The following code snippet shows how to carry out the filtering:


import cv2
import numpy as np
from matplotlib import pyplot as plt
img = cv2.imread('image.jpg')
kernel = np.ones((5,5),np.float32)/25
dst = cv2.filter2D(img,-1,kernel)
plt.subplot(121),plt.imshow(img),plt.title('Original')
plt.xticks([]), plt.yticks([])
plt.subplot(122),plt.imshow(dst),plt.title('Averaging')
plt.xticks([]), plt.yticks([])
plt.show()

The result–
2dconvolution

Image Blurring

Image blurring is achieved by applying a LPF. It basically removes the high frequency content basically noise.

1.)Averaging

This method simply takes a window of 3×3 and replaces the central pixel by the average value of this window using the cv2.blur() or cv2.boxFilter() function.

The following example shows how blurring is carried out:


import cv2
import numpy as np
from matplotlib import pyplot as plt
img = cv2.imread('image.jpg')
blur = cv2.blur(img,(5,5))
plt.subplot(121),plt.imshow(img),plt.title('Original')
plt.xticks([]), plt.yticks([])
plt.subplot(122),plt.imshow(blur),plt.title('Blurred')
plt.xticks([]), plt.yticks([])
plt.show()

The result:
blurred

2.)Gaussian Filtering

In this method the height and width of the kernel(window) is passed into the function along with standard deviation along the X and Y directions. The height and width passed must be odd values and the deviations may be passed separately. If only one deviation is passed then both of them are considered equal. If no deviation is given, the function decides them on basis of the window(kernel) size.

Just modifying the above averaging code by replacing the blur statement with
blur = cv2.GaussianBlur(img,(5,5),0) will do the trick.

Result:
gaussian

3.)Median Filtering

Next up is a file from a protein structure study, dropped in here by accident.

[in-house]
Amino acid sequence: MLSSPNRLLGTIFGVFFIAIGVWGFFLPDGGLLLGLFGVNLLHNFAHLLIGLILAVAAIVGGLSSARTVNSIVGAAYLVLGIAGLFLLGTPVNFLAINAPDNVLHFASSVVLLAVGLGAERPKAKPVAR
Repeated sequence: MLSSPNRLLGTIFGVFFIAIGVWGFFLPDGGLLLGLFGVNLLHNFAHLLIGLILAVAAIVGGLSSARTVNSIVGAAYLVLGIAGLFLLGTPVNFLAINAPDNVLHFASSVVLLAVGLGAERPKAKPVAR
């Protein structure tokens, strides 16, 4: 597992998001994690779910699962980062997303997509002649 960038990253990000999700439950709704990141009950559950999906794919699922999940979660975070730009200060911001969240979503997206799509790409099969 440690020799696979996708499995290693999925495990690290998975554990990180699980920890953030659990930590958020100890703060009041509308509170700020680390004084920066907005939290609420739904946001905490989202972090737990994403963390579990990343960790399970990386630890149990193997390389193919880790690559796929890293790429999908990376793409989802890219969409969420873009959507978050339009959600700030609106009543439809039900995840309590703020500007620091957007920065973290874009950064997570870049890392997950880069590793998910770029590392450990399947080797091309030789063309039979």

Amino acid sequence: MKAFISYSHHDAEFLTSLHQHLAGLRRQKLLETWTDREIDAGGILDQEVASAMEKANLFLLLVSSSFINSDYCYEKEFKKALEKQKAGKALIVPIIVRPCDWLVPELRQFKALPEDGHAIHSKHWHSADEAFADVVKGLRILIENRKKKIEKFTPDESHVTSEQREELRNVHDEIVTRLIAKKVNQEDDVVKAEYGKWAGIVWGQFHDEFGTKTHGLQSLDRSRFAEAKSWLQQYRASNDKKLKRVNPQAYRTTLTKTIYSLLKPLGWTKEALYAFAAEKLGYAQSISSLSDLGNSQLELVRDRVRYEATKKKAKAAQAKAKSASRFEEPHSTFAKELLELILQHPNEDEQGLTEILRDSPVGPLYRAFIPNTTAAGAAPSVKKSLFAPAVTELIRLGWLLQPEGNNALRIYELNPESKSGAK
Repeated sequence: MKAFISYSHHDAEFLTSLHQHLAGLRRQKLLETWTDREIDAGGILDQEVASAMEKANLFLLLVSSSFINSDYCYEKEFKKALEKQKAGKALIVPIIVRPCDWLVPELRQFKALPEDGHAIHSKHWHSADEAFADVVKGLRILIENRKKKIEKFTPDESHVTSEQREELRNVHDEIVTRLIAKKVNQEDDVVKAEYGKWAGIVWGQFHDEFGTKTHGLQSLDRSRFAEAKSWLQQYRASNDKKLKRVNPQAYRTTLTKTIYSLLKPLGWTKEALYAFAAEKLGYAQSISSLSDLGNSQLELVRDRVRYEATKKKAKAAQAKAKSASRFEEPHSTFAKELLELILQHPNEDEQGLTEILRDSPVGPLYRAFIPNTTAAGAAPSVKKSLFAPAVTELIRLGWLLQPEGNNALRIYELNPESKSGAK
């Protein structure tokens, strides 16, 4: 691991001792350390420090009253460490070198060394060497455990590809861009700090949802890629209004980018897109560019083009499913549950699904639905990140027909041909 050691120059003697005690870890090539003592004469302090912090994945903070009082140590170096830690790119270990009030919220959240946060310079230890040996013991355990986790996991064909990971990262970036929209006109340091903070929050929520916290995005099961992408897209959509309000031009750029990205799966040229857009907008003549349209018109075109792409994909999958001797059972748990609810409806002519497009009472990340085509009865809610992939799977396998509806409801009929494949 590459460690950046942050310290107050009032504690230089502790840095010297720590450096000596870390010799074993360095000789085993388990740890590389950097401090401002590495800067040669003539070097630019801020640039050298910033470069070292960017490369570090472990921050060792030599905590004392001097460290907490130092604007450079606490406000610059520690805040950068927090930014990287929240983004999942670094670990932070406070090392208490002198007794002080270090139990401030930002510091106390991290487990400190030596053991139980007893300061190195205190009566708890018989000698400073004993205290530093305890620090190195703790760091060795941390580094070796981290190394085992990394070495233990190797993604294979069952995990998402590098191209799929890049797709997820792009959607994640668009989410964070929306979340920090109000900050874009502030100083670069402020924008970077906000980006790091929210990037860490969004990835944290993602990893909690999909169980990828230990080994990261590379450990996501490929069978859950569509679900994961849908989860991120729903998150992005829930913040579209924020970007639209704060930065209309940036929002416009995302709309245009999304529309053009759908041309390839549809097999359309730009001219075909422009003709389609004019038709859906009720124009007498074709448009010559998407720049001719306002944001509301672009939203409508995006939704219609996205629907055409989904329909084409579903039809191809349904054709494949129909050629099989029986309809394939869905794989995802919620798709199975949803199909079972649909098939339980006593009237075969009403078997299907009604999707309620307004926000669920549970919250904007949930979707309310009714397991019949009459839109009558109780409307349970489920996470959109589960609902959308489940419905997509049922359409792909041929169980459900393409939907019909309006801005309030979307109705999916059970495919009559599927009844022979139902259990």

In this case the median of the kernel window is decided and this value is assigned to the central pixel. In case of Gaussian filtering a value that does not exist in the original image may also be assigned, however in case of median filtering the value of the central pixel is always replaced by some pixel value from the image.

Just modifying the above averaging code by replacing the blur statement with
blur = cv2.medianBlur(img,5) will do the trick.

Result:
median_blurring

4.)Bilateral Filtering

In every other case the while blurring the edges along with noise also got blurred in the process. However the function cv2.bilateralFilter() is highly effective in removing noise while preserving the edges.
The bilateral filter uses the very same Gaussian technique except that now it also includes one more component. The Gaussian function defines a kernel and carries out the filtering considering only the kernel space, however this new component that applies to bilateral filtering uses intensity difference to define the kernel space thereby including pixels in the same intensity region. Therefore pixels lying at the edges displaying large intensity variations will not be included in the blurring and hence be preserved.

Just modifying the above averaging code by replacing the blur statement with
blur = cv2.bilateralFilter(img,9,75,75) will do the trick.

Result:
Bilateral

That’s all in this post!! Sayonara.